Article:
No loss by flood and lightening, no destruction of cities and temples by the hostile forces of nature, has deprived man of so many noble lives and impulses
as those which his intolerance has destroyed. ~ Helen Keller
Every region in the United States has natural disasters. While the West Coast is known for its devastating earthquakes, the Midwest claims tornados. Earthquakes strike with no warning. Tornados can usually be tracked as to location and timing. Even those who have suffered the effects and loss from these disasters can understand the scientific reason. Some even still believe them to be the result of divine punishment: “The gods must be angry!” I do not think so.
Spring is a beautiful time of year, with mild weather replacing the harsh of winter. This very transition also sets the stage for tornado formation. Cold dry air from the north collides with the warm moist air from the Gulf of Mexico. The U.S., due to its geography, has more tornados than anywhere on earth. Oklahoma sets the record for the highest number of, and strongest, tornados with the majority being in May. So last week’s EF5 tornado, climatically speaking, was not unusual. With the loss of 26 lives, including 10 children, science means little except as the cause of death in Moore, Okla.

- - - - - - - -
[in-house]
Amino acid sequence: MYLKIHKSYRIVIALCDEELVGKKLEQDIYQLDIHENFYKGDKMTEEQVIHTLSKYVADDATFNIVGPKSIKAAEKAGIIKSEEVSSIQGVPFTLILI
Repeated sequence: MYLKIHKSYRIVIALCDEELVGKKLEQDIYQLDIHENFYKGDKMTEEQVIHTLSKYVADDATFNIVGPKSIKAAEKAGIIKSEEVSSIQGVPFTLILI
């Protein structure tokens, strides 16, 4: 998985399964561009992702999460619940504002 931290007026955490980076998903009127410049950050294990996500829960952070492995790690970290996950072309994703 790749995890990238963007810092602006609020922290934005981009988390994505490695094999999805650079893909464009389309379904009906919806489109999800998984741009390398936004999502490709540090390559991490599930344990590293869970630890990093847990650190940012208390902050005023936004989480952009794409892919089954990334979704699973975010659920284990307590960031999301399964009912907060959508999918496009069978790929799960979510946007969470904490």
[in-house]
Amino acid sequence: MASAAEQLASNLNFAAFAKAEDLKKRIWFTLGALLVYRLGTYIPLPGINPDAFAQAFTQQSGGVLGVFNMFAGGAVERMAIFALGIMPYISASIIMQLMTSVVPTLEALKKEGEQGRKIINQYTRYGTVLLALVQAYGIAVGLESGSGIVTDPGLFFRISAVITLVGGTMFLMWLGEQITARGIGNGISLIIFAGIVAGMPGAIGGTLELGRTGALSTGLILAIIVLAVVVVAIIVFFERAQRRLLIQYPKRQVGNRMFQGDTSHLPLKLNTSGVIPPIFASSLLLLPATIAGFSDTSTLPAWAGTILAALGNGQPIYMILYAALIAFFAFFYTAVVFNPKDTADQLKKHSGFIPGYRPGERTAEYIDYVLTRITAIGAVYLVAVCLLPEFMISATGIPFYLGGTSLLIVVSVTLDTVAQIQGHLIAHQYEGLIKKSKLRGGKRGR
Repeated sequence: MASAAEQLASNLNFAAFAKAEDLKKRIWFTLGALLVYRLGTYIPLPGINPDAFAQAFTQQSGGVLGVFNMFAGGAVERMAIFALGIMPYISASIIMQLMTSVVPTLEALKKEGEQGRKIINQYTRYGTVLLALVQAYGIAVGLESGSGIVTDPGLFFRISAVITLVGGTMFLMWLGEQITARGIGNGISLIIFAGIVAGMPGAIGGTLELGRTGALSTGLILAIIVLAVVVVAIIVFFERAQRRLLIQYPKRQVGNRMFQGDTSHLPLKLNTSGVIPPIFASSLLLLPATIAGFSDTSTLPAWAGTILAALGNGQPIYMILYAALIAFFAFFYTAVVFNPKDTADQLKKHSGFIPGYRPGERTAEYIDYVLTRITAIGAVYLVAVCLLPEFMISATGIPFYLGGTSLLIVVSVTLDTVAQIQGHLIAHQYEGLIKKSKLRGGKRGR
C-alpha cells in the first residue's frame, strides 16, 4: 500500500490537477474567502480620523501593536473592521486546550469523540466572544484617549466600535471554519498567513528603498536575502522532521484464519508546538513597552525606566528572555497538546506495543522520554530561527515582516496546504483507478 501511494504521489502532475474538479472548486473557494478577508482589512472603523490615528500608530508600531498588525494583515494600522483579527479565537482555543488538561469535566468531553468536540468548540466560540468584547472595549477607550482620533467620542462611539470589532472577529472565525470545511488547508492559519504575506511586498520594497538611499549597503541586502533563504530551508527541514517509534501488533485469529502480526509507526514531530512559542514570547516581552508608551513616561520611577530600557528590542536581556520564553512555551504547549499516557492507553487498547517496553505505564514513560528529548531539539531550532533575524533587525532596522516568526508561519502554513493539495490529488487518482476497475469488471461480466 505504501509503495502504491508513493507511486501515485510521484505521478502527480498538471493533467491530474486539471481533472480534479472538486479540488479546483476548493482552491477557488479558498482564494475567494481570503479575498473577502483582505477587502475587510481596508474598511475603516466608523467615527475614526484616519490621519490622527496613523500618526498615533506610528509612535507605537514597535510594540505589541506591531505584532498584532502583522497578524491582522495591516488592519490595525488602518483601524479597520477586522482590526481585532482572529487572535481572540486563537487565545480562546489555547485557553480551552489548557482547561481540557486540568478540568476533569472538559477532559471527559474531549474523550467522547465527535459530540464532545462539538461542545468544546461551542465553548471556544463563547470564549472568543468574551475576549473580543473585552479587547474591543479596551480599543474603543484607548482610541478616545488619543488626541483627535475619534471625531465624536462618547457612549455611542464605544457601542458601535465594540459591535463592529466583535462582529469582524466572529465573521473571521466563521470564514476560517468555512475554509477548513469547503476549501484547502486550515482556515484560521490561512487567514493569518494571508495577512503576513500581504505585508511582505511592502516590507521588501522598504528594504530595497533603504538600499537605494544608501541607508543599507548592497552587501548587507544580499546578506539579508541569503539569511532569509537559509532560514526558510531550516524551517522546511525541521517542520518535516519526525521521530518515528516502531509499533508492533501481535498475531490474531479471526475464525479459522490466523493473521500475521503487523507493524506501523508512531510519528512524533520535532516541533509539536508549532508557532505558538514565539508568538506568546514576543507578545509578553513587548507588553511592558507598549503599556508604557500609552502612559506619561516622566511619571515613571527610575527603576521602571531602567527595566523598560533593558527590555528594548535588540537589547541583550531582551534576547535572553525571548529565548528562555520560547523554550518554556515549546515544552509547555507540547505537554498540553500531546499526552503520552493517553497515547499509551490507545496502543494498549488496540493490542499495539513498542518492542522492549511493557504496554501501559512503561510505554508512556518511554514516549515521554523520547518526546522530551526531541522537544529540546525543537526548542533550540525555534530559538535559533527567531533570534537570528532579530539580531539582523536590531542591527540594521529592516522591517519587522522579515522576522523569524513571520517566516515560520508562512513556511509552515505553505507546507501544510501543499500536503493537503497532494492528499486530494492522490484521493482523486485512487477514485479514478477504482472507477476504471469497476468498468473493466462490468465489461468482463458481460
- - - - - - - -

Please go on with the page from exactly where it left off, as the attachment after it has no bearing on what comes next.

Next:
Long before the knowledge of climatology and meteorology, or even the NWS, people needed answers to the unexplained. The Greeks, in particular, incorporated their gods and goddesses to better understand weather phenomena.
The following are just a few:
Zeus – King of all the gods. Reigned over the clouds, rain, thunder and lightening.
Aeolus – King of the winds. By request from Zeus, their havoc-forces were released.
Nephelae – Nymphs of the clouds. Drew water from rivers and delivered as rain.
Iris – Goddess of rainbows.
No matter your source, accurately predicting weather along the West Coast is difficult due to the constant influence and interplay of/between the land and sea. Recent example – Memorial weekend’s beautiful clear weather was an unexpected gift, as fog and drizzle had been forecast.
This lovely trend continues into the weekend except locally breezy conditions and higher temperatures – around 100 degrees – will heightened fire danger. By the first of the week, the marine layer moves back in, bringing damp and cooler temperatures. No rain.
Exit May, enter June. The rainy season ends, as we welcome summer.
Sue Kilpatrick is a
Crescenta Valley resident and
Official Skywarn Spotter for the
National Weather Service. Reach her at firstname.lastname@example.org.